In the world of self-hosted streamable media, Plex is often cited as the dominant player - boasting 16 million active monthly users across the world.
It offers an easy-to-deploy server system, through which you can stream your own media to friends and family, as well as streaming licensed shows through the wider network.
But to many, Plex is a problematic platform - and to use it you may have to make compromises on privacy, as well as potentially expose yourself to legal action.
Self-hosting your own services grants you freedom from exploitation
Self-hosting your own services to replace those provided tech giants such as Google, Twitter, Netflix, and Amazon is a great hobby.
Even on something as basic as an old, unloved laptop, or a bargain basement single board computer such as the Raspberry Pi (affiliate link), you can run your own communications network over XMPP with video, audio, and text chat; deploy Immich as a vastly superior alternative to Google Photos; push Amazon's Audible out of the picture with Audiobookshelf; and free yourself from the tyranny of Jamie Oliver with a variety of self-hosted recipe managers.
By running your own services on your own hardware, you're not being tracked across the internet by entities that do not have your best interests at heart, you're not having adverts shoved down your throat, and you're not paying subscription fees beyond those required for a bargain domain name from NameCheap (another affiliate link).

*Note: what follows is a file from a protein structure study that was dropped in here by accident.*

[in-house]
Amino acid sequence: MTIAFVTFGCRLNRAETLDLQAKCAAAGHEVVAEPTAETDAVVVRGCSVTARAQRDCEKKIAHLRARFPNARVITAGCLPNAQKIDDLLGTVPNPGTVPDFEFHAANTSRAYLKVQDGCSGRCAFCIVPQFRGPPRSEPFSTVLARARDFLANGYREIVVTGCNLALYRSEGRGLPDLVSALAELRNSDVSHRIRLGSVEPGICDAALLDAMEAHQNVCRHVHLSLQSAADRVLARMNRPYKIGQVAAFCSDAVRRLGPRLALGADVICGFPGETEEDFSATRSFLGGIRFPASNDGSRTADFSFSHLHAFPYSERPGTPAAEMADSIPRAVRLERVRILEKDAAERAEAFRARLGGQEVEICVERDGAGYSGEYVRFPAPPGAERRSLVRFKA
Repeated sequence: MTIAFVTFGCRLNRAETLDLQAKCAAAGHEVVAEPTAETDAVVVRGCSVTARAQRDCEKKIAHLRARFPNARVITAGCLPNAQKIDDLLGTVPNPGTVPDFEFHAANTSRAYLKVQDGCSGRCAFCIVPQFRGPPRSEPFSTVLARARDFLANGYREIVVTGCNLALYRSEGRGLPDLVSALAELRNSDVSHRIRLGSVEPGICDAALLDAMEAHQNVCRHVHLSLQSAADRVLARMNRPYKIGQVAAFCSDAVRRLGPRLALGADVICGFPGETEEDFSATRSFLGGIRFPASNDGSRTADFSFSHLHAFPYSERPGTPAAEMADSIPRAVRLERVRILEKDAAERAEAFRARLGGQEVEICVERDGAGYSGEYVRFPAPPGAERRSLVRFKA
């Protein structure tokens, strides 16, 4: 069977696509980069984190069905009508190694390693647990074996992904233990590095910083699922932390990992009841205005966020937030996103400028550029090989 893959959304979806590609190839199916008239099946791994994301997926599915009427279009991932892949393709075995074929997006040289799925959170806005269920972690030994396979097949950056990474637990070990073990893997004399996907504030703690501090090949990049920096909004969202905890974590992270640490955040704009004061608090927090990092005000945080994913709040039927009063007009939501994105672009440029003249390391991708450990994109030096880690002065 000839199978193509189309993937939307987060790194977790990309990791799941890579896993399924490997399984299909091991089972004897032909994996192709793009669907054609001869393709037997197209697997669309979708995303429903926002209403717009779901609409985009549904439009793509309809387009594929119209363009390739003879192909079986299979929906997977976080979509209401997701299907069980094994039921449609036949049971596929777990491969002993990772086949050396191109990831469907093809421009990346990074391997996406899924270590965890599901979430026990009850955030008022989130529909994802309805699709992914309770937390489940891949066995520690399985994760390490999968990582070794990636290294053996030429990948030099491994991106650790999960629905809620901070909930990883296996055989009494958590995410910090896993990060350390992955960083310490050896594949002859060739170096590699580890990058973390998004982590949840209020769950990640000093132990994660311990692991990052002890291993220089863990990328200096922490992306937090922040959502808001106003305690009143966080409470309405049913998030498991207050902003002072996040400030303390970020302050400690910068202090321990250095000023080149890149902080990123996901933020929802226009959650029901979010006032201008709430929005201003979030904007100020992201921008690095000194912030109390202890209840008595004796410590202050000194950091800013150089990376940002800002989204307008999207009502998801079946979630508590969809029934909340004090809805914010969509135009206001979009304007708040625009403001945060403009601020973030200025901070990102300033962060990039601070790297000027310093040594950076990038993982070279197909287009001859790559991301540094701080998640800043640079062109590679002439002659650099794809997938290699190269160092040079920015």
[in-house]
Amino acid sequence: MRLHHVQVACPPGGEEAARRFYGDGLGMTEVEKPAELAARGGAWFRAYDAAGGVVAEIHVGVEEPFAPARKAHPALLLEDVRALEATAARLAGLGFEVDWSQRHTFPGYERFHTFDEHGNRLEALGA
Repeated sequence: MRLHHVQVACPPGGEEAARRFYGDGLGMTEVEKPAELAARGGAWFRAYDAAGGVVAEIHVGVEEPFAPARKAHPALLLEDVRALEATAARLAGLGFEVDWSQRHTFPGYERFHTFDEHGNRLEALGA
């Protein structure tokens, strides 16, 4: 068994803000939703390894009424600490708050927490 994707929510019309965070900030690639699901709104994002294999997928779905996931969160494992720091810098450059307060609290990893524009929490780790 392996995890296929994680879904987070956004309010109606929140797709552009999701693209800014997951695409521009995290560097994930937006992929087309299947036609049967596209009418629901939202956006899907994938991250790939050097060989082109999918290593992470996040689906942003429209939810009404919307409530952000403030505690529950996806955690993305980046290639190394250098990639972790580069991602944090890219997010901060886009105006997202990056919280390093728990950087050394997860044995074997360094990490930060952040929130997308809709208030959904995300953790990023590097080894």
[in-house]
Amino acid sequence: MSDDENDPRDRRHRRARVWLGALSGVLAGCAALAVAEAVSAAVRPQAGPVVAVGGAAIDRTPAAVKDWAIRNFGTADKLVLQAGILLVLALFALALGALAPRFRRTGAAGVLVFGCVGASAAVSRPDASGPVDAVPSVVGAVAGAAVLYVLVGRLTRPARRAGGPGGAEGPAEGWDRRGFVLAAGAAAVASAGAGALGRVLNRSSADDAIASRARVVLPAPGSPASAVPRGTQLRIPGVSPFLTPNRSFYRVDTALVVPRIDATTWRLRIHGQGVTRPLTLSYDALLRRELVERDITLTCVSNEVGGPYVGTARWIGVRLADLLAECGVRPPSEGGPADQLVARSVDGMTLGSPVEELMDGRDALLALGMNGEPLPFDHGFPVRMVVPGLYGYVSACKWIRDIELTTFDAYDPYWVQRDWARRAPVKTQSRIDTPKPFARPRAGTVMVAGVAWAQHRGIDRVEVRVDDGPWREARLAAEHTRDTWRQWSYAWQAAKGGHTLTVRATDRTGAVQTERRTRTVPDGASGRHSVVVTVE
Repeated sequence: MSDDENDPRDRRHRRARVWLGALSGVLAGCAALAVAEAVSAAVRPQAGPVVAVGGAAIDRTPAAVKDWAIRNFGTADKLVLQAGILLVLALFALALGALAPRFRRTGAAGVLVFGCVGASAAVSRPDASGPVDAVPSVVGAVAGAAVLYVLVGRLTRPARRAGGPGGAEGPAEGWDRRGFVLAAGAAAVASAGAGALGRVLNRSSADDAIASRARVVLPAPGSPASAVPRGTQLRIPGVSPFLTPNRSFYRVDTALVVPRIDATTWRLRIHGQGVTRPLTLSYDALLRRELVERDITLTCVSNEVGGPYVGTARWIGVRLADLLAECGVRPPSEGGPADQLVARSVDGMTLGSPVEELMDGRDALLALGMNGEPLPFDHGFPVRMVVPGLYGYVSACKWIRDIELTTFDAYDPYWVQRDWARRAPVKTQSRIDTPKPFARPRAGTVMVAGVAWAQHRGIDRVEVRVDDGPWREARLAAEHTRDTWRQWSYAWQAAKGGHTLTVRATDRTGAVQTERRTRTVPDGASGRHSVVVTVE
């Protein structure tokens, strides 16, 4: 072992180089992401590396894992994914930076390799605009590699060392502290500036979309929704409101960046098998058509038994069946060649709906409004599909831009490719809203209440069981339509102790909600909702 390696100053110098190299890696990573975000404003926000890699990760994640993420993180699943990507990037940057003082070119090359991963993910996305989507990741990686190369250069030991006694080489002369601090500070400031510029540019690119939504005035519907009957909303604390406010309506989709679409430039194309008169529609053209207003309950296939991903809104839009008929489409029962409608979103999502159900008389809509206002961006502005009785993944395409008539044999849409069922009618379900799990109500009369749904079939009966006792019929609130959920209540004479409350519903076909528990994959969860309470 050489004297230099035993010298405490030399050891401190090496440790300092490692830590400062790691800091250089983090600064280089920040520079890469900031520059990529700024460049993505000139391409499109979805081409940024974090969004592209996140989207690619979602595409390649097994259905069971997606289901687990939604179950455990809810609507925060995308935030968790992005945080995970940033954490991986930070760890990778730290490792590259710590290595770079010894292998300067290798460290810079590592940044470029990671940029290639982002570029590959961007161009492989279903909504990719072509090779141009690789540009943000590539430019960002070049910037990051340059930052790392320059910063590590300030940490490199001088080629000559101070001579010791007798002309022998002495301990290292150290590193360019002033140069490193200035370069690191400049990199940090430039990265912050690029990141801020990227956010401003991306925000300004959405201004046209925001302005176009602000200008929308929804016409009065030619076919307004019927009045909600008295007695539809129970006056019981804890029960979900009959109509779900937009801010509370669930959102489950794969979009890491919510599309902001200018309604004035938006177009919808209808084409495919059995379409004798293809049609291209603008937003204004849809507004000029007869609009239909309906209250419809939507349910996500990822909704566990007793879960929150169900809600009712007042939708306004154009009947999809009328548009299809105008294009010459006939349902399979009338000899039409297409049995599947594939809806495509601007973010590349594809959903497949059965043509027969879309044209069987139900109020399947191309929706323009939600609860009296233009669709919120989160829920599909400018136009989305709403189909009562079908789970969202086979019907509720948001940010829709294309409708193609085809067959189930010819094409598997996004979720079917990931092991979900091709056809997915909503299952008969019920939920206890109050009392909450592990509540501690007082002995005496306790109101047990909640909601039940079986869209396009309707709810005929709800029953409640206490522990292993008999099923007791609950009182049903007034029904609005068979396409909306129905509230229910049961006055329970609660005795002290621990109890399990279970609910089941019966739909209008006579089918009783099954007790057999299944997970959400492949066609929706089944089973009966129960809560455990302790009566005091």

In addition to the services mentioned above, you can also replace Netflix and Amazon Prime videos with... Plex?
What's wrong with Plex?
Plex has a long and storied history that begins in 2007, with two projects to port XMBC to macOS merged to create OSXBMC - later named Plex.
The aim was simple: give users more control over their media. Plex boasted dozens of individual apps, helping users to access streaming content, trailers and manage their media. In 2009, Plex was incorporated as a private company.
While the popularity of Plex continued to grow, a number of questionable decisions were made. These rankle with us. They might not bother you in the slightest.
The allure of self-hosting is that your media is running on your hardware. It's supposed to give you absolute independence, privacy, and anonymity: Download, install, stream - and it's nobody's business but yours.
Plex, on the other hand, is a mess of upselling and dubious privacy options.
For the purposes of this article, we (partially) ran through the installation process so you don't have to.
A Plex privacy problem
Finding Plex was easy enough. We typed "Plex media server" into DuckDuckGo (other search engines are available), and clicked on the top result. So far, so straightforward, but we were immediately greeted by a banner promising an "Upgrade to a Lifetime Plex Pass for 25% off. Upgrade Now!" No thanks.